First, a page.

For many years, people believed that life was able to spring from non-life, an idea that is referred to as spontaneous generation. While it now seems obvious to most humans that life can only come from life and that a non-living object will never spontaneously create life, spontaneous generation was quite difficult for scientists to disprove due to its wide-held and long-standing belief. Frances Redi was among the first scientists to perform experiments that disproved spontaneous generation. Using three jars of meat – one open, one with a mesh lid, and one tightly covered – he was able to show that rotting meat did not create flies but rather that the flies themselves created new flies when they had access to rotting meat. Although Redi’s experiment was easily repeatable by others, many still objected to a total refutation of spontaneous generation, claiming that flies and other large organisms might be too complex but that smaller or simpler organisms could still come from non-life objects. John Needham and Lazzaro Spallanzani both attempted to disprove spontaneous generation by boiling various broths to kill any microorganisms that might be present and then showing that no life forms reappeared if the flasks were sealed correctly. Arguments against Needham and Spallanzani included the fact that sealed flasks did not allow air, then called the “vital force,” to enter the flasks and thus would disallow spontaneous generation and the fact that some flasks did show the growth of organisms after sealing, which we now know would have been due to microbial contamination between the time of boiling and the time of sealing the contents. It was finally Louis Pasteur who was able to convince most of the world that spontaneous generation is an invalid theory. Pasteur used flasks with long, bent necks in his experiments with boiled broths. The open neck of the flask allowed air to enter but the curved nature of the necks created pockets which captured air-borne microorganisms so they were not allowed to enter the broths. Although Pasteur’s broths would become contaminated if they were tipped so that the broth touched the bends in the flask neck, if the flasks were kept upright they remained sterile and free-of-life indefinitely. Finally, people began to accept the idea that life only comes from life and the theory of biogenesis was born.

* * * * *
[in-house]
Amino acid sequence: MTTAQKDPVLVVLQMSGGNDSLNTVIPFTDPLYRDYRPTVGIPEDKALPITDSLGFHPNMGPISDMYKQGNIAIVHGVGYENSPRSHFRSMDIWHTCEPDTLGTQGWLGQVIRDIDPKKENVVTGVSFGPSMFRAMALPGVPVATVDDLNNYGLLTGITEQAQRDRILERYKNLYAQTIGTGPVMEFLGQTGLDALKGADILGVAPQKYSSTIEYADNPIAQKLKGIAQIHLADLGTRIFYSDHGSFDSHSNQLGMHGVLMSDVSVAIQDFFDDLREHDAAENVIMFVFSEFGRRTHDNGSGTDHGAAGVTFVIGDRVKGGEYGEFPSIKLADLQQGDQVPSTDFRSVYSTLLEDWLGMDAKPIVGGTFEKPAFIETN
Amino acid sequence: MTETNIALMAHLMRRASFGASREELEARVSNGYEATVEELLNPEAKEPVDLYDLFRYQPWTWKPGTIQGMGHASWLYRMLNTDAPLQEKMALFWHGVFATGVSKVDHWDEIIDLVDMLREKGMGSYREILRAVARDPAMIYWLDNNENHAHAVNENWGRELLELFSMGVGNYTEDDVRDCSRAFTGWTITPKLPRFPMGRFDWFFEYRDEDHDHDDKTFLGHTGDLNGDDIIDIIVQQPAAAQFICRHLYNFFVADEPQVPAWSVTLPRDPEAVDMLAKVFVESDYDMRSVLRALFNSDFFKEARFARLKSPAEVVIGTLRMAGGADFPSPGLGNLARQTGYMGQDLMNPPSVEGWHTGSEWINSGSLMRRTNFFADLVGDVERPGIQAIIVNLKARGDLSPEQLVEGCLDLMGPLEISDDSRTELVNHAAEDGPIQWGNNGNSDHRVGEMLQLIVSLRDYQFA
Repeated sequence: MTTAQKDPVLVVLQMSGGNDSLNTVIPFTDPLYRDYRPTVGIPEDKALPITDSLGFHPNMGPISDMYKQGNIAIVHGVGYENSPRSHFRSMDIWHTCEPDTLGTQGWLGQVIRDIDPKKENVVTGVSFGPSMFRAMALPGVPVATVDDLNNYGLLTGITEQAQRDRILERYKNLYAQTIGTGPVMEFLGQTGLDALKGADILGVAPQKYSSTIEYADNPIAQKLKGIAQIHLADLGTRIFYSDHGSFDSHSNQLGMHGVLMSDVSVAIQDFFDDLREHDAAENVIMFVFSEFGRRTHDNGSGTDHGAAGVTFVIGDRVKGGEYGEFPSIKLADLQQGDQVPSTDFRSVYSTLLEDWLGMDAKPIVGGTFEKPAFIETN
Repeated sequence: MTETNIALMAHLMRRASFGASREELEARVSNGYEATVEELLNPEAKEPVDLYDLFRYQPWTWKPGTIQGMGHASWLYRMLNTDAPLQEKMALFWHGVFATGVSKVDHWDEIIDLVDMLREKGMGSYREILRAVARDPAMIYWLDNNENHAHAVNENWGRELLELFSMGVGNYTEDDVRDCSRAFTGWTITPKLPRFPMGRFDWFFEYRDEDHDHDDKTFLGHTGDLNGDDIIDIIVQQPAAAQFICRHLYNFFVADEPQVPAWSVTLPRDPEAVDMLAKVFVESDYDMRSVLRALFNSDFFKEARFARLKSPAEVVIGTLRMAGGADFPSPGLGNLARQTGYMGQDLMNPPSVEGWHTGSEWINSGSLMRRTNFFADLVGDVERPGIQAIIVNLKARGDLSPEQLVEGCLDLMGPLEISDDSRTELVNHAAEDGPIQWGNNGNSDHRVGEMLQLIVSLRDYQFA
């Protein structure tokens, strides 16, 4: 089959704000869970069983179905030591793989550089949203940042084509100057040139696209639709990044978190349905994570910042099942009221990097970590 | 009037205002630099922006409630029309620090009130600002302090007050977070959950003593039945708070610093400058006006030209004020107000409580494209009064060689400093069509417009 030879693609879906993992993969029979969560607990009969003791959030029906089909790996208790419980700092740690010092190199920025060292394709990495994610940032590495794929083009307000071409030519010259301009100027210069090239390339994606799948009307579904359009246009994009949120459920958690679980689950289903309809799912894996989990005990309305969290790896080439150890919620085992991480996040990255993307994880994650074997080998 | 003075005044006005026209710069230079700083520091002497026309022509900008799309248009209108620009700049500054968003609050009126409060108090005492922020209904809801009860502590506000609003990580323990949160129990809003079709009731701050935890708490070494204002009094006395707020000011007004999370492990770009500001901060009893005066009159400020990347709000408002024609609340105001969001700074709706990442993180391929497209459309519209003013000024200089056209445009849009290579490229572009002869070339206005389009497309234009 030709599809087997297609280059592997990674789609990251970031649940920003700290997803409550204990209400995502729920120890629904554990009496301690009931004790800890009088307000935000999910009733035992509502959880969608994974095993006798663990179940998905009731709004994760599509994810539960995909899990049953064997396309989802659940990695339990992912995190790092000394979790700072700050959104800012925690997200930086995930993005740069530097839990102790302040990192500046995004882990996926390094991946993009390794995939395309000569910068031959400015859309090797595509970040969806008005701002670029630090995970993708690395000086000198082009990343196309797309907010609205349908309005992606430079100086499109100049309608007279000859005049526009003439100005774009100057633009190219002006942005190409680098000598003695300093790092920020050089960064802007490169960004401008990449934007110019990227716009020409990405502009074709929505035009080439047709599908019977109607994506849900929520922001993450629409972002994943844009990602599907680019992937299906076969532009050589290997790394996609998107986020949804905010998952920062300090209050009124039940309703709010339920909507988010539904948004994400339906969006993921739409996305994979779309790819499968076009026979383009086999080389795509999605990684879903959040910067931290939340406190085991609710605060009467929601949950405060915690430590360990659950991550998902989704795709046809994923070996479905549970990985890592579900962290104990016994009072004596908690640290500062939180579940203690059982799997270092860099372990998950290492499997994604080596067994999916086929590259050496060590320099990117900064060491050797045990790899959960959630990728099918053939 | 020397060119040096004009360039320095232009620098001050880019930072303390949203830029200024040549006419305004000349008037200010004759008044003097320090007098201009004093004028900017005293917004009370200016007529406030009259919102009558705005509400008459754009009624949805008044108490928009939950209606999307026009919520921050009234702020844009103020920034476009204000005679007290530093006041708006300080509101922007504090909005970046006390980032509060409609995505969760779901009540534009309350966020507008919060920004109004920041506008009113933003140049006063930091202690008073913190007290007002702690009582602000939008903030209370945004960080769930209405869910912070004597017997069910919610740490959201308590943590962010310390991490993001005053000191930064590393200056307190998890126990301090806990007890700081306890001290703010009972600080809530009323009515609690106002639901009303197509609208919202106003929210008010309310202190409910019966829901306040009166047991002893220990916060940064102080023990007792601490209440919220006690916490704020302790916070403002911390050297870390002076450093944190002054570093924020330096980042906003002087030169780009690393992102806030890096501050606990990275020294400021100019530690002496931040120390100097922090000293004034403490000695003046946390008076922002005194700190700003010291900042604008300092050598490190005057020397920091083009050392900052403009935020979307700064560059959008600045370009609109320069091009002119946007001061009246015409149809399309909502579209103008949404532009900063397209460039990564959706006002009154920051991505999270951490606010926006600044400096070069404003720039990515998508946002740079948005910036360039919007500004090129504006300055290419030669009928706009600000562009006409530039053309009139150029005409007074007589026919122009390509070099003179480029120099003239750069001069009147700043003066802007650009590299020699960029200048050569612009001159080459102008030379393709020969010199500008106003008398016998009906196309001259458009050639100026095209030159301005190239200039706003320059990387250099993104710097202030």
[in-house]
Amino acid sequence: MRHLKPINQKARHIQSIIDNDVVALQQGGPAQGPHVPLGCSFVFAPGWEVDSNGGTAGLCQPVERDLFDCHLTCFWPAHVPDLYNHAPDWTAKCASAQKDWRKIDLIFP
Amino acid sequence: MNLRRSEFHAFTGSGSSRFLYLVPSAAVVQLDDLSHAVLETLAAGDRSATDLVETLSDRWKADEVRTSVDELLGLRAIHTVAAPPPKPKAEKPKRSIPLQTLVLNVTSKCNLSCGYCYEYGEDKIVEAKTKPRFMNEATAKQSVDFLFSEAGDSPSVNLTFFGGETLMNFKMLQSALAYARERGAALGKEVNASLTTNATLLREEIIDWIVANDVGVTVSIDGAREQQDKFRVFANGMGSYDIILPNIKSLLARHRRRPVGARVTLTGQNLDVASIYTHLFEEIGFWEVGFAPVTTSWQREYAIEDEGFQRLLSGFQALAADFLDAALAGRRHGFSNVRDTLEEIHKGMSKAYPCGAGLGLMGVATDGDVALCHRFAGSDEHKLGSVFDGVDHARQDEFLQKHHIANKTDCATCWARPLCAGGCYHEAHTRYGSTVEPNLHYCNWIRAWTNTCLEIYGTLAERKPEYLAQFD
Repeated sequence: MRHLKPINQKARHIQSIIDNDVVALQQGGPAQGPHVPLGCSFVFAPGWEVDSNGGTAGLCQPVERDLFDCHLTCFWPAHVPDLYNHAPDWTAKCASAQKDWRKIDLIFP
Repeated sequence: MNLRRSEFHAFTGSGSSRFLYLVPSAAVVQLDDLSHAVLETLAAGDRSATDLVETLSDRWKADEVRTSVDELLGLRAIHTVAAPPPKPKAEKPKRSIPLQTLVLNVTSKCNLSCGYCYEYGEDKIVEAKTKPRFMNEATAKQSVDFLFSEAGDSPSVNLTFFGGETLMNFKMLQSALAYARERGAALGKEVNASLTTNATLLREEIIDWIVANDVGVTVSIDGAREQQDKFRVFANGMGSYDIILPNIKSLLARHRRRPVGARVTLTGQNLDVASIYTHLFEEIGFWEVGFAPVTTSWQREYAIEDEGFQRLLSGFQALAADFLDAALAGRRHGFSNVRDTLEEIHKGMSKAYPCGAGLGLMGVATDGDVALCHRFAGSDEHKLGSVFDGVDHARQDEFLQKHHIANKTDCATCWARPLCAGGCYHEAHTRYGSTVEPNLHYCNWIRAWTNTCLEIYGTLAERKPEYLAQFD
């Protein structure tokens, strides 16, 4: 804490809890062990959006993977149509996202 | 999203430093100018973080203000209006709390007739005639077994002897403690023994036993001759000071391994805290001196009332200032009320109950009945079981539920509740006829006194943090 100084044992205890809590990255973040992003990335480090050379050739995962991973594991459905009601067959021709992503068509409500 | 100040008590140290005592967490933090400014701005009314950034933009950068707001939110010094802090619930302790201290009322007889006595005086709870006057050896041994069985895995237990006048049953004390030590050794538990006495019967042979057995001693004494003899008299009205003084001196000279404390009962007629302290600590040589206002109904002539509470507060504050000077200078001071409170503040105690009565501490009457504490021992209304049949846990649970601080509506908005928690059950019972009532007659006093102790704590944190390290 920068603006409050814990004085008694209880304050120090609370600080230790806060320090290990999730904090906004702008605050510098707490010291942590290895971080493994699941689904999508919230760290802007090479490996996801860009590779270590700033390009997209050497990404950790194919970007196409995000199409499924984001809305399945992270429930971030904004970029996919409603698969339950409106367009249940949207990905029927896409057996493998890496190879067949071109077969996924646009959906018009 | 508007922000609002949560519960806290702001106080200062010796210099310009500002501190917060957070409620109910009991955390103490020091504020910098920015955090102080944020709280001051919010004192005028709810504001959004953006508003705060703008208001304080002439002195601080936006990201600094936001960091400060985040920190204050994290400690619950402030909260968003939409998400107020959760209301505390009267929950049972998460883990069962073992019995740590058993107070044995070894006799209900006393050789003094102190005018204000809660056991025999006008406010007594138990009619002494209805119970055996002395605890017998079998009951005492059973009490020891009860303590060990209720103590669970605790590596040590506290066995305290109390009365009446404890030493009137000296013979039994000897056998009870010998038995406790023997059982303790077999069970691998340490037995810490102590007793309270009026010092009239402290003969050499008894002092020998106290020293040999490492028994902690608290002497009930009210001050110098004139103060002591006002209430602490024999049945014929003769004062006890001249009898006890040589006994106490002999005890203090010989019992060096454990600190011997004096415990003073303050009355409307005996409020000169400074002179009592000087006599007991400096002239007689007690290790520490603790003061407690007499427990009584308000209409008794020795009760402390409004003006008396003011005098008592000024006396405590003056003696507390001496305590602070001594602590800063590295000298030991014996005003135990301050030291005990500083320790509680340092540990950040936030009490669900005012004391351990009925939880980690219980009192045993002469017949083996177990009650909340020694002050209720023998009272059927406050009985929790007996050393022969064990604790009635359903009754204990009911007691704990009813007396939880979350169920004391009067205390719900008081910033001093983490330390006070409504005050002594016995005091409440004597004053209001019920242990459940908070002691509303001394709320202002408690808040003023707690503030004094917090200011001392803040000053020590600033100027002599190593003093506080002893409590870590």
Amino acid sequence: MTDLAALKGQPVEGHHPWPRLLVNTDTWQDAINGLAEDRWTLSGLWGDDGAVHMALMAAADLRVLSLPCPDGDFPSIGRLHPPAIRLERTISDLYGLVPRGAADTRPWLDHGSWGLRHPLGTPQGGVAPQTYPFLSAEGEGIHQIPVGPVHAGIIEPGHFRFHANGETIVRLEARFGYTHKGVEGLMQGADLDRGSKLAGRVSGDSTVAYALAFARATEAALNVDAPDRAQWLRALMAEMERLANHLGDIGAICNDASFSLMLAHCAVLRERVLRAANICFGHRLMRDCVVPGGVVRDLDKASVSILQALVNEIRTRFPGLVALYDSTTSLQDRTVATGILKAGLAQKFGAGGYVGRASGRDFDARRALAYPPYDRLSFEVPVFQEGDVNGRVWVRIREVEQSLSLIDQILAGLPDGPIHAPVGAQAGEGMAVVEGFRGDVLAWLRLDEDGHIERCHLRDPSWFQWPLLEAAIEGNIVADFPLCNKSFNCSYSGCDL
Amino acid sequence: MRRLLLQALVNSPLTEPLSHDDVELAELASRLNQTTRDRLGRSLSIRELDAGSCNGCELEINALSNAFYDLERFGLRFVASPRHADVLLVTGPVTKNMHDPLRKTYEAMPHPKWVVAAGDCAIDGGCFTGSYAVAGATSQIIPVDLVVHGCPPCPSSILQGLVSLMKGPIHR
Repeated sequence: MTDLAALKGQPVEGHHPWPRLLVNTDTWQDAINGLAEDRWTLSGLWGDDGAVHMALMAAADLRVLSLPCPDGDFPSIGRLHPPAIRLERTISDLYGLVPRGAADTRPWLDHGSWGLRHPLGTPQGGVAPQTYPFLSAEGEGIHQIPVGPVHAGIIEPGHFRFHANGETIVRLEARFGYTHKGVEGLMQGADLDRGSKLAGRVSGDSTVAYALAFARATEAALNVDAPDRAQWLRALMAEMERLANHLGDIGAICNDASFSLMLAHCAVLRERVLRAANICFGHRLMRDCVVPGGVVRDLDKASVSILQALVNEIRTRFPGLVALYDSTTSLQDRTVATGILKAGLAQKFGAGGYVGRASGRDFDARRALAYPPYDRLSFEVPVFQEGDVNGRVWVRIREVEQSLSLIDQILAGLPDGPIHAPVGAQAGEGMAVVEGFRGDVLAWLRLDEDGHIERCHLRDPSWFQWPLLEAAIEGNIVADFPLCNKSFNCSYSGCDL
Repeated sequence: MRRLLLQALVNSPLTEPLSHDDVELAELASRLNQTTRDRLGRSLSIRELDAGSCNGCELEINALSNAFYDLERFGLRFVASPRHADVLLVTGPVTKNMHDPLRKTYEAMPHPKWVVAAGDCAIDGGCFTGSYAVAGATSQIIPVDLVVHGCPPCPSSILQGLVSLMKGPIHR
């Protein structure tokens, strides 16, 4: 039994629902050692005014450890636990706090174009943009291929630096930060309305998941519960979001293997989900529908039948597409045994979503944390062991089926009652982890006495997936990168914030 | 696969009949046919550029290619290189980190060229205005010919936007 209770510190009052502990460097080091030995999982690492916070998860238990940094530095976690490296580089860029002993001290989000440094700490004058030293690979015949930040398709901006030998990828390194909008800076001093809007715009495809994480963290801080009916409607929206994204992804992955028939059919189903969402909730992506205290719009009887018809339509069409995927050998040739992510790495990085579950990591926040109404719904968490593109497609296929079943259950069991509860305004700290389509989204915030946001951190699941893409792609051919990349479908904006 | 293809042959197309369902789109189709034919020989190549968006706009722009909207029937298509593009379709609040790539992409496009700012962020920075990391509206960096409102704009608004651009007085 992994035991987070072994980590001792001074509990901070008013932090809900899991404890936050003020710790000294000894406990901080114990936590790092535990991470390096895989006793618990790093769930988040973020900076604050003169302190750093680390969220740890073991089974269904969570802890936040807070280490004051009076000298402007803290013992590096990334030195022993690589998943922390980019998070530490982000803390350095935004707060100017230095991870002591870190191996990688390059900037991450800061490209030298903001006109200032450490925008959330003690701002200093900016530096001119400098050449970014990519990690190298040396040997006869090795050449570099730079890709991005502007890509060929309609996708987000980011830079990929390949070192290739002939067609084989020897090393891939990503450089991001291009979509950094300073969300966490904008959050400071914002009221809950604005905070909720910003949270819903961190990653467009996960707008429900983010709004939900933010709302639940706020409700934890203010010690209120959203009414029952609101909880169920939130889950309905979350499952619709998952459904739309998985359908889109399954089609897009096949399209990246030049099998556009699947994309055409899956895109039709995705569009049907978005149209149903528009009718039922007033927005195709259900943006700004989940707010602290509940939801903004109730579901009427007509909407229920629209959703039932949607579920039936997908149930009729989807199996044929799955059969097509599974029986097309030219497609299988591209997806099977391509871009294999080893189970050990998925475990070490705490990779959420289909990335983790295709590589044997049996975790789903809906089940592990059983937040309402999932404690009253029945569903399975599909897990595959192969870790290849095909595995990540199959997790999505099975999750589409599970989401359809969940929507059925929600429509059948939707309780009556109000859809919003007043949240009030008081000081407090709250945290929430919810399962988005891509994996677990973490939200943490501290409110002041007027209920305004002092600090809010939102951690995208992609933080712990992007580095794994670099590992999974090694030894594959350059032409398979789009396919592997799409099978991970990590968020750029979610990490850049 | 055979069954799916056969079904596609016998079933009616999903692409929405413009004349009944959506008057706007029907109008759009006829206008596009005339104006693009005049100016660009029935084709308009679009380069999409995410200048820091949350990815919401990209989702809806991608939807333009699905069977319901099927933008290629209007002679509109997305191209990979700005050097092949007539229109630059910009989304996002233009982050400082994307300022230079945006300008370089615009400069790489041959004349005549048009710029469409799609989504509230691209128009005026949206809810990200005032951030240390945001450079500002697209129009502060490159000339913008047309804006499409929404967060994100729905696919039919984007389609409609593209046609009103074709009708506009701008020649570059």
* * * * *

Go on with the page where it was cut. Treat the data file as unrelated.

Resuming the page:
After spontaneous generation was disproved, some scientists began noticing that various microorganisms affected the chemical and physical properties of other organic materials. In one such case, Pasteur famously proved that the presence of bacteria caused spoilage, yielding vinegar instead of the intoxicating wine. Then, Joseph Lister was able to show great success in lowering the death rates in maternity wards and other surgical arenas by using disinfectants in both the air and on surgical instruments. While proofs like these lead some to begin wondering about the causal effects of diseases and infections, many people were still reluctant to believe that disease and infection were not due strictly to “moral” causes or the “immoral” actions of the affected person. It was finally up to Robert Koch to develop the germ theory of disease. After considering all of the data before him, Koch theorized that it is microorganisms that are the cause of many diseases. By testing mice that he had injected with anthrax from sick or dead cows, Koch not only developed his still-adhered-to postulates, but he also cemented the germ theory of disease into microbiology. In his work with anthrax, and in later work with such infectious diseases as tuberculosis and cholera, Koch followed four basic steps. First, Koch observed the microbes in the diseased animals to see which were in all the blood samples. He then cultivated that microbe in a pure form. After injecting healthy animals with the cultivated microbe, he was able to observe the once-healthy animals become sick and then was able to find the same microbe in the newly sick animals’ blood as was in the blood of the originally sick animals. Because Of Redi, Needham, Spallanzani, and Pasteur’s previous experiments disproving spontaneous generation, Koch was able to develop his germ theory of disease without having to fight the idea that the microbes in the blood of the newly-sick animals were spontaneously generated, but rather he was able to state that the microbes were the cause of the new infections.